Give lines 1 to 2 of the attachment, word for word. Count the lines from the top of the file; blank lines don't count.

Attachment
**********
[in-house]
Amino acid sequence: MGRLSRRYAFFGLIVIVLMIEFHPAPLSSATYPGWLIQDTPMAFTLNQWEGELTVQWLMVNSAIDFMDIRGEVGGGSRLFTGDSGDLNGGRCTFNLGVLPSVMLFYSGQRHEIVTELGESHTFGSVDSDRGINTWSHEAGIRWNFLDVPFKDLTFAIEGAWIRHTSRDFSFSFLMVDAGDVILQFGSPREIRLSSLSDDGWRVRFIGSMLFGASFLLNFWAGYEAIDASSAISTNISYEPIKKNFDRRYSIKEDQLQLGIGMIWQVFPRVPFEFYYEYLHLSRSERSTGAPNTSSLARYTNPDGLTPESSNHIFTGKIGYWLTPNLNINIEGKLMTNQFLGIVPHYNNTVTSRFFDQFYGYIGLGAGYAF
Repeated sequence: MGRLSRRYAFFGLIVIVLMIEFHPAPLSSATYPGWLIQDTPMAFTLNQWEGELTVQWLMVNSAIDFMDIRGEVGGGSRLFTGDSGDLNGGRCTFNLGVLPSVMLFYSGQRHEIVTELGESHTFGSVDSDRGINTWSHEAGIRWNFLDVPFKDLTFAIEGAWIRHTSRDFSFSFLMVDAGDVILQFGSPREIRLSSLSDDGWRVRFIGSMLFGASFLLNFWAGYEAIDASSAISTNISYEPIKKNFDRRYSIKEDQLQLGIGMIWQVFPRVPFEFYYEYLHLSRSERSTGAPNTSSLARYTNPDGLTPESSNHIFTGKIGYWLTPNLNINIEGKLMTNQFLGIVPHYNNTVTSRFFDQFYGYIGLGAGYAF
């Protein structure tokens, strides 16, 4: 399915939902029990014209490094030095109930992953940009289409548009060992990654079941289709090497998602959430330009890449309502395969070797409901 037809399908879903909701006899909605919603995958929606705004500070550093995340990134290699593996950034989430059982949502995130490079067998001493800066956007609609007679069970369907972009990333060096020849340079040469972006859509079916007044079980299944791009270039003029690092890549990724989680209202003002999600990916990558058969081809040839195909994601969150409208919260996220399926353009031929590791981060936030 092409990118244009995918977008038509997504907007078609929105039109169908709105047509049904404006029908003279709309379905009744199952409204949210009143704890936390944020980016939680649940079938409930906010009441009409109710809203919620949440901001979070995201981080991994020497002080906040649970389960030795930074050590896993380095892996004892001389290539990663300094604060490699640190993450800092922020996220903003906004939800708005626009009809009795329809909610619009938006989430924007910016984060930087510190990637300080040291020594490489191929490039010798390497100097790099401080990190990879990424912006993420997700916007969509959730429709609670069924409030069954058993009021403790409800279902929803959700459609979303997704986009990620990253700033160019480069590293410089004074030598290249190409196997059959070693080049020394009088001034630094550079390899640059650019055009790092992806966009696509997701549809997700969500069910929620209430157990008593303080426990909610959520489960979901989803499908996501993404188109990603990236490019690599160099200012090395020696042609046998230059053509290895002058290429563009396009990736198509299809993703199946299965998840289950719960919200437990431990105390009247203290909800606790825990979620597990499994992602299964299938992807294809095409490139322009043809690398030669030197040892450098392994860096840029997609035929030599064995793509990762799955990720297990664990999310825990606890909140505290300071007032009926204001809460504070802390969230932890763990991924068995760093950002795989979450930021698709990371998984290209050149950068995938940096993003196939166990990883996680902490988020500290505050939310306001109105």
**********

[in-house]
Amino acid sequence: MGRLSRRYAFFGLIVIVLMIEFHPAPLSSATYPGWLIQDTPMAFTLNQWEGELTVQWLMVNSAIDFMDIRGEVGGGSRLFTGDSGDLNGGRCTFNLGVLPSVMLFYSGQRHEIVTELGESHTFGSVDSDRGINTWSHEAGIRWNFLDVPFKDLTFAIEGAWIRHTSRDFSFSFLMVDAGDVILQFGSPREIRLSSLSDDGWRVRFIGSMLFGASFLLNFWAGYEAIDASSAISTNISYEPIKKNFDRRYSIKEDQLQLGIGMIWQVFPRVPFEFYYEYLHLSRSERSTGAPNTSSLARYTNPDGLTPESSNHIFTGKIGYWLTPNLNINIEGKLMTNQFLGIVPHYNNTVTSRFFDQFYGYIGLGAGYAF